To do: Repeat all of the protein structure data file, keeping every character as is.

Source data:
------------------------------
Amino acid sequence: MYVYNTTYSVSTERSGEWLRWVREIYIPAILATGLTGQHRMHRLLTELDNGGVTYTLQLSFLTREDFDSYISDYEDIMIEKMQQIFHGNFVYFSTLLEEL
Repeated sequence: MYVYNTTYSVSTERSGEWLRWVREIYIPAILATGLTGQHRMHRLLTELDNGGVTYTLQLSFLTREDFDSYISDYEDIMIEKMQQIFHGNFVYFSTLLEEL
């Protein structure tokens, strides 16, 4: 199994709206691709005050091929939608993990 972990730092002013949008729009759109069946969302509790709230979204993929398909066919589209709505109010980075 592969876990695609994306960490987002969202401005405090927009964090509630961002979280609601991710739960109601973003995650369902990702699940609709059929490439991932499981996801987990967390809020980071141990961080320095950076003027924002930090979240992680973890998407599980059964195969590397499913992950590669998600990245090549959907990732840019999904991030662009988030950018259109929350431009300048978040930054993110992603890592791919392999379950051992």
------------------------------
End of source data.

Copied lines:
Amino acid sequence: MYVYNTTYSVSTERSGEWLRWVREIYIPAILATGLTGQHRMHRLLTELDNGGVTYTLQLSFLTREDFDSYISDYEDIMIEKMQQIFHGNFVYFSTLLEEL
Repeated sequence: MYVYNTTYSVSTERSGEWLRWVREIYIPAILATGLTGQHRMHRLLTELDNGGVTYTLQLSFLTREDFDSYISDYEDIMIEKMQQIFHGNFVYFSTLLEEL
């Protein structure tokens, strides 16, 4: 199994709206691709005050091929939608993990 972990730092002013949008729009759109069946969302509790709230979204993929398909066919589209709505109010980075 592969876990695609994306960490987002969202401005405090927009964090509630961002979280609601991710739960109601973003995650369902990702699940609709059929490439991932499981996801987990967390809020980071141990961080320095950076003027924002930090979240992680973890998407599980059964195969590397499913992950590669998600990245090549959907990732840019999904991030662009988030950018259109929350431009300048978040930054993110992603890592791919392999379950051992």